By dawn on Remembrance Sunday we were five miles ahead of them, the wind was on the beam and the boat was flying.  We did not hoist the spinnaker as the relative wind was a bit far forward of the beam for the autopilot to steer with that huge sail to balance.  Overnight we take it down anyway as it can be a bit of a handful for two of us if the weather changes and the sail tries to take charge, but the ‘night steaming’ mode of mainsail out on one side and the genoa ‘poled out’ on the other is less efficient in winds up to about 20 knots from anywhere aft of the beam.  By lunchtime the wind had backed into the north east enough for the spinnaker to work, so we hoisted it and extended our lead over the Irish.  But by mid-afternoon, I needed a rest as much as the autopilot so we dropped it and reverted to ‘white sails’.  That turned into a bit of a drama; the spinnaker rig on Escapade is brilliant as we have a huge sock which we can pull down over the sail from the top in order to ‘snuff it’.  But this time, once the sail was ‘snuffed’, the line controlling the snuffer got tangled up with something up the mast so as we lowered the sail, so it started to ‘unsnuff’.  The controlling sheet departed overboard so we could not control the sail.  I turned the boat into wind until Julie could recover the sheet with a boathook.  We then proceeded to drop the sail as I would do with a full racing crew… it got a bit wet, but we did not use it to catch fish and the two of us had the whole thing back in its snuffer, untangled, bagged ready to go within an hour.  Long enough for the Irish to draw level.

By dawn on Tuesday, they were four miles ahead. There was a strange twist in the spinnaker pole tripping line, so despite planning to hoist the kite at first light, we faffed about for an hour taking the fitting off the end of the pole and re-running the whole thing.  But once we hoisted the sail, the boat took off.  The wind was quite strong and the waves quite large, so the autopilot struggled to maintain a straight course.  I took over the steering for much of the day and revelled in the conditions.  By lunchtime we had drawn level, and by dusk we were ten miles ahead.  We had flying fish, a turtle and an increasingly exotic collection of seabirds to look at.  At dusk, two flying fish came into the cockpit as we sat there.  We mused on the hours that Malters and I had spent trying to catch a blessed fish in the Cies Islands a couple of months ago: here, without any effort at all on our part, the things came inboard and presented themselves for the cooking pot.  They do have a reputation for being rather bony though, so we chucked them back to fly another day.  A migrating housemartin came to visit; he insisted on trying to cling onto the mainsail which was a futile plan and I fear he met a watery end within an hour or so of darkness falling.  We dropped the kite without incident and set about holding onto our lead overnight.  Julie did rather better than me; she is on watch from 8pm to midnight and again from 4am to 8am.  During the ‘Middle Watch’, the wind died and I gybed back and forth trying to keep the relative wind above ten knots without disappearing off to Africa in the process.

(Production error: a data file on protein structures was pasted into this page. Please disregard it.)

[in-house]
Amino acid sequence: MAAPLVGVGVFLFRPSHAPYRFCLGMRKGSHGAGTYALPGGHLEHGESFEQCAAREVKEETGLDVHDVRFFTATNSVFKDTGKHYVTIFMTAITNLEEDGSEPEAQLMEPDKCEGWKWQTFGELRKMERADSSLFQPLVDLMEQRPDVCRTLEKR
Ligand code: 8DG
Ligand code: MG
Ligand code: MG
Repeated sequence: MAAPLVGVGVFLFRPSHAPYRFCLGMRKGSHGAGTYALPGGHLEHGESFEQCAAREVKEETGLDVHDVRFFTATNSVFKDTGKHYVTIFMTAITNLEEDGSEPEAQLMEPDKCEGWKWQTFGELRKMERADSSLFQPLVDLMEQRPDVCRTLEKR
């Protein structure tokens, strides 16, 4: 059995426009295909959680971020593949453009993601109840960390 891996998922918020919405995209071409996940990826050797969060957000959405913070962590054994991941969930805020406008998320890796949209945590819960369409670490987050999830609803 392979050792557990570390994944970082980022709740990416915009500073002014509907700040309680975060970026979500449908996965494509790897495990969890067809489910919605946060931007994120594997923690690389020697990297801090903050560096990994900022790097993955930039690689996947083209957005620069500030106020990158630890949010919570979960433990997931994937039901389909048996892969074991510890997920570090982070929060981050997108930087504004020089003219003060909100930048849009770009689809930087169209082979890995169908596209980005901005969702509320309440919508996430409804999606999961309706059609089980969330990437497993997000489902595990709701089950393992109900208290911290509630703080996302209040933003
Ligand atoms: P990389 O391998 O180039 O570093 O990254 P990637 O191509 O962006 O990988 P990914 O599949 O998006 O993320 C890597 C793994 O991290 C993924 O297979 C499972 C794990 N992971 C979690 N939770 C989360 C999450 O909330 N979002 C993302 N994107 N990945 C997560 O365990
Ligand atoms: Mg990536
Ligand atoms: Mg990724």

A small flying fish.  Note the huge wingspan!


Migrating housemartin attempting to land on the mainsail.